(Review Copy provided by the Publisher) 

Wednesday, May 25, 2011

Process Theology and the Quest for Justice (Bruce Epperly)

I started a conversation with the question:  Does God care about Justice?   There are a number of reaons why I'm doing this, but perhaps most importantly this conversation raises the question as to what our calling is as God's people in the world.  Am I called to acts of compassion only, or am I called to seek to change the social realities that marginalize people and work to destroy the world in which we live?  To me, justice has to do with (to quote the Disciples mission statement) seeking to bring wholeness to a fragmented world.  Regarding the first -- I see the kinds of responses that church folk offer to the people of Joplin or Japan.  Regarding the latter (justice) I see working to change systems that dehumanize folks.  Both are important and even essential, and belong together.  In that regard, Bruce Epperly offers some thoughts about justice from the perspective of Process Theology as part of his series on that topic.  I invite you to read and respond.


Process Theology and the Quest for Justice

Bruce G. Epperly

Alfred North Whitehead once stated that the aim of the universe is toward the production of beauty. For process theologians, beauty of experience is an ethical as well as aesthetic value. Beauty implies a dynamic relationship of diversity and unity, novelty and order, and contrast and intensity. While these terms seem abstract, they imply an ethical vision appropriate to individual and corporate behavior, grounded in relational and social justice. Just actions and social structures enhance beauty of experience, while unjust actions and social structures deface beauty of experience and limit personal possibilities. Accordingly, we can assert that God is on the side of beauty and justice and seeks relationships and institutions that promote creative, intense, meaningful, and beautiful experiences. A society is judged by its ability to support positive and healthy experiences among its most vulnerable as well as its most elite members.

In the spirit of the prophets and Jesus, process theology recognizes that social institutions – governments, corporations, businesses, educational institutions, are ultimately moral entities. If houses are indiscriminately foreclosed, profits prized over personal and communal well being, children educated in substandard schools, and persons ostracized because of their gender, sexual orientation, ethnicity, and age, then governments are failing in the quest for beauty of experience. Process theologians affirm the quest for “life, liberty, and the quest for happiness,” provided that happiness is seen as communal as well as individual. Individual creativity and success – and the ideal of rugged individualism - at the expense of the social order and the well being of persons is inherently unjust.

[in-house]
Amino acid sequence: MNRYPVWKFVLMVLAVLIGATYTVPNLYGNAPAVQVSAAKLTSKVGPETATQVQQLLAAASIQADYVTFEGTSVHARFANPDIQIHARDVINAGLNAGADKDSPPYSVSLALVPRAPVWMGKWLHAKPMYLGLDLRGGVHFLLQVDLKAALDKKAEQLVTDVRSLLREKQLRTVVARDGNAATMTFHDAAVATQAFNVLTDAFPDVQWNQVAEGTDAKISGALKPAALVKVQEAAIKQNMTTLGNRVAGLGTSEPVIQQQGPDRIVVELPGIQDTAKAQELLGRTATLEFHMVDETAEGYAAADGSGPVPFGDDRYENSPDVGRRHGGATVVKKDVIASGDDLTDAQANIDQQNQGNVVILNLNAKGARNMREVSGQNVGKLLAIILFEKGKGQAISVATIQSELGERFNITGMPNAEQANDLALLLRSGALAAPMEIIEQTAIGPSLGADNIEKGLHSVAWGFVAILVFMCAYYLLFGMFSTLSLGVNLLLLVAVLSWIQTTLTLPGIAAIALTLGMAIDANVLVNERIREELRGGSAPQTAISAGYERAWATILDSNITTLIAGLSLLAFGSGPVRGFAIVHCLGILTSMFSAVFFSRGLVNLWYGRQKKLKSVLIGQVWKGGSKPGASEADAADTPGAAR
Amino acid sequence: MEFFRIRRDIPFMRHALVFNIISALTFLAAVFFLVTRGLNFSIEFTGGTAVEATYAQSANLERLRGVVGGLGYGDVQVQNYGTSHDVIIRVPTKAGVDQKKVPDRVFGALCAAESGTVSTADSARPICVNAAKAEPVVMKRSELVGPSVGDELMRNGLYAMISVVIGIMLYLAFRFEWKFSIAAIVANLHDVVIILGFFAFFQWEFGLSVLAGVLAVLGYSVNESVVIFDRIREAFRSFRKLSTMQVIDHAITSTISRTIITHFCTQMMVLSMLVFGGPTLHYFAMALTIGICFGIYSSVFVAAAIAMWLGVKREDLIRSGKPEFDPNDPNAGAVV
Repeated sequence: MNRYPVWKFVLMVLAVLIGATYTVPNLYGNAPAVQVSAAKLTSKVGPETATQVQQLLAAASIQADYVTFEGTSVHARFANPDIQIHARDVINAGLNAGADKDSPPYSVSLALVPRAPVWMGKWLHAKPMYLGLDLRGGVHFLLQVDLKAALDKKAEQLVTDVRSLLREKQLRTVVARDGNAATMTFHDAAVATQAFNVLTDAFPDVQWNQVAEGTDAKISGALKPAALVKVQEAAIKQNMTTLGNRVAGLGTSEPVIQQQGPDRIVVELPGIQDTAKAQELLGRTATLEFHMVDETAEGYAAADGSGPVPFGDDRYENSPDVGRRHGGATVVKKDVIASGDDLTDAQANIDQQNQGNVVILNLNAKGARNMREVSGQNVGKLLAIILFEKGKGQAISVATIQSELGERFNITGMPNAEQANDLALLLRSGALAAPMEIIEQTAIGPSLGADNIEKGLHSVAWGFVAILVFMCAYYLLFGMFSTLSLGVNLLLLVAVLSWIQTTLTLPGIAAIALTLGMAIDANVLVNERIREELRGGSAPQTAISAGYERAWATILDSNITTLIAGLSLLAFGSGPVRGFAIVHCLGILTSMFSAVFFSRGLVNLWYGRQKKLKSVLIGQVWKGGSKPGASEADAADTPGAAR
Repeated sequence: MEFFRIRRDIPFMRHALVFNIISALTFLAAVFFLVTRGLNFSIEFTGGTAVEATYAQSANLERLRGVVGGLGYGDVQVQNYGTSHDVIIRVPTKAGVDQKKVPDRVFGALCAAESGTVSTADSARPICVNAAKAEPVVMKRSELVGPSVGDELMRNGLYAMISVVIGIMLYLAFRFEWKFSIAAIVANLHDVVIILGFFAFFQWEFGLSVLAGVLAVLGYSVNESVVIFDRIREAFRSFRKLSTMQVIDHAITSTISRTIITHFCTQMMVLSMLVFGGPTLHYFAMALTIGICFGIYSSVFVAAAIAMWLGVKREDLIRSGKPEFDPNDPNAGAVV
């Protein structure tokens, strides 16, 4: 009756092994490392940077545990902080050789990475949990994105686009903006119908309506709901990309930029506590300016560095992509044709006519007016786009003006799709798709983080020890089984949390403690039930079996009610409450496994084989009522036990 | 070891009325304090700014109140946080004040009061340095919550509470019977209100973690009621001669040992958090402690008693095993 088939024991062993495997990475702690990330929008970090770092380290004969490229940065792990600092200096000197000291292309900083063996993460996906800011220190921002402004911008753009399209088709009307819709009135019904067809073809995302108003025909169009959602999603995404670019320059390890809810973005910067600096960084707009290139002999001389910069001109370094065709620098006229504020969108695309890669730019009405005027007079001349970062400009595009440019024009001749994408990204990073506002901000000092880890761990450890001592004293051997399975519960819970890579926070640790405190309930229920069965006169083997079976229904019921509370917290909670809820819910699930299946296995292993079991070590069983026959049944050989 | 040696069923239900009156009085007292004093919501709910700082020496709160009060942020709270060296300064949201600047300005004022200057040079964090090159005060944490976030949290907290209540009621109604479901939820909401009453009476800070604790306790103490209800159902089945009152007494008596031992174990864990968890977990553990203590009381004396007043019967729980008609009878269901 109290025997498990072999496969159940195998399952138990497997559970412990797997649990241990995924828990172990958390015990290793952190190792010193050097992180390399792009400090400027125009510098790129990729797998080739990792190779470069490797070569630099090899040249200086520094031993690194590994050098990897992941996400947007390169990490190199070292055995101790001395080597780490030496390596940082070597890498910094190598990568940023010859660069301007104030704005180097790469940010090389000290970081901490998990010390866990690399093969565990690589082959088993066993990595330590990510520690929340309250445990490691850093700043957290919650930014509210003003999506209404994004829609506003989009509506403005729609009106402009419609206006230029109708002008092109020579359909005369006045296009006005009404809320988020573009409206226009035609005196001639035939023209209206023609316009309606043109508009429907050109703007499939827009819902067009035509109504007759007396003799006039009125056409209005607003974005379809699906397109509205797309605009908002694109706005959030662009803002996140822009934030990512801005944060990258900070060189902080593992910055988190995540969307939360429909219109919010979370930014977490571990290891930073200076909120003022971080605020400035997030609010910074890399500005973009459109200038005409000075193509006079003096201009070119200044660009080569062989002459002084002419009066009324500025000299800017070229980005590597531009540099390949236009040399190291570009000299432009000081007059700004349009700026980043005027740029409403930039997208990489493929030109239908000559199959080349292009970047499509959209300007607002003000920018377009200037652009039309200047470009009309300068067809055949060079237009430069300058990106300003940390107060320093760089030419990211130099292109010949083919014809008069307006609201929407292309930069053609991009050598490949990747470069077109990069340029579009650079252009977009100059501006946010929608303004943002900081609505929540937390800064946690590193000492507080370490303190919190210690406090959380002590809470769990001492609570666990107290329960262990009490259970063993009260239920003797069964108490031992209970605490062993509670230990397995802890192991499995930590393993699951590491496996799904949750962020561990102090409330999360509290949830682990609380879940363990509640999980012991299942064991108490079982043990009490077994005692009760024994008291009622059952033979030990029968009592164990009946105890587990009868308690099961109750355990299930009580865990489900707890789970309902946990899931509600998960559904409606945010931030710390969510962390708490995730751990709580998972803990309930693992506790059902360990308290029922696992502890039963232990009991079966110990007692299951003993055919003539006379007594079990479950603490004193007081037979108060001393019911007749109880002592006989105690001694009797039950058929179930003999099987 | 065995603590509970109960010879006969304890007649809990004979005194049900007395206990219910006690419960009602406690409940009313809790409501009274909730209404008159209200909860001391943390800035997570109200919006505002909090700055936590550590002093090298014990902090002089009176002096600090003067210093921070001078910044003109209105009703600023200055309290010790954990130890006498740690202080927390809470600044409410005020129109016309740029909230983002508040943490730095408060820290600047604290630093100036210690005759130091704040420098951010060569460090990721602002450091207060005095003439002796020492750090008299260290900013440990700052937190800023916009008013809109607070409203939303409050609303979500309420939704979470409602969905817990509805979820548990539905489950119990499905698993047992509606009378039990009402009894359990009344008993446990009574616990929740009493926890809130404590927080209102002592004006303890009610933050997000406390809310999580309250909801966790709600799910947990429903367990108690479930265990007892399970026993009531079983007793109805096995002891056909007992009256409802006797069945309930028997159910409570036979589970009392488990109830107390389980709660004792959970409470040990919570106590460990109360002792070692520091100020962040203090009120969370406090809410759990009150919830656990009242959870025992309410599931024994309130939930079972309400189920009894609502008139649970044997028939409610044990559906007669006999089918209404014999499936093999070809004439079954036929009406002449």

Process theology recognizes that all achievement involves the interplay of the environment, family of origin, and personal decision-making. Even in the most difficult situations, for example, poverty, abusive family relationships, and racism, we have the freedom to choose our attitude and take our first steps toward freedom. Even in positive social settings, people may still make harmful decisions. Nevertheless, unhealthy environments place serious limits on our ability to make healthy and responsible decisions. Accordingly, we have a responsibility to foster healthy environments as well as value-based education that enables people to make life-supporting decisions. Healthy and caring environments provide a tipping point toward personal achievement and well being. Here, I define achievement in terms of fulfilling one’s particular vocation.

Process theology’s quest for health and beauty-supporting environments requires equality of opportunity and sufficient social resources for all people. For example, process theology’s concept of justice implies that all persons should have accessible health care, both in terms of prevention and response to illness. Further, while school districts may differ in terms of resources, these differences should be as minimal as possible. Schools in poor counties should be given resources approximate to affluent municipalities. While some will sacrifice as a result of beauty-producing social policy, affirmative action based on a combination of economics and ethnicity is essential in the quest for justice and beauty. But, opportunity and economic background as well as race must be a criterion for advancement in education and the work place.

A healthy society supports peoples’ ability to experience more than mere survival. It must encourage creativity, artistic expression, philosophical adventure, scientific exploration, spiritual discovery, and intellectual curiosity. These are values that contribute to breadth of experience and the ability to transcend one’s own experience in a world of many peoples and nations. When difficult decisions must be made, such as those involving the arts, health care, education, those with the fewest resources should make the fewest sacrifices. A good society helps its members, in the words of Whitehead, not only “to live, but to live well, and live better.” Justice in personal and corporate relationships supports peoples’ quests for abundant life, involving creativity and beauty of experience, rather than consumerism and hedonism. According, just structures must take into consideration beauty and abundance for non-humans as well as future generations on this good earth.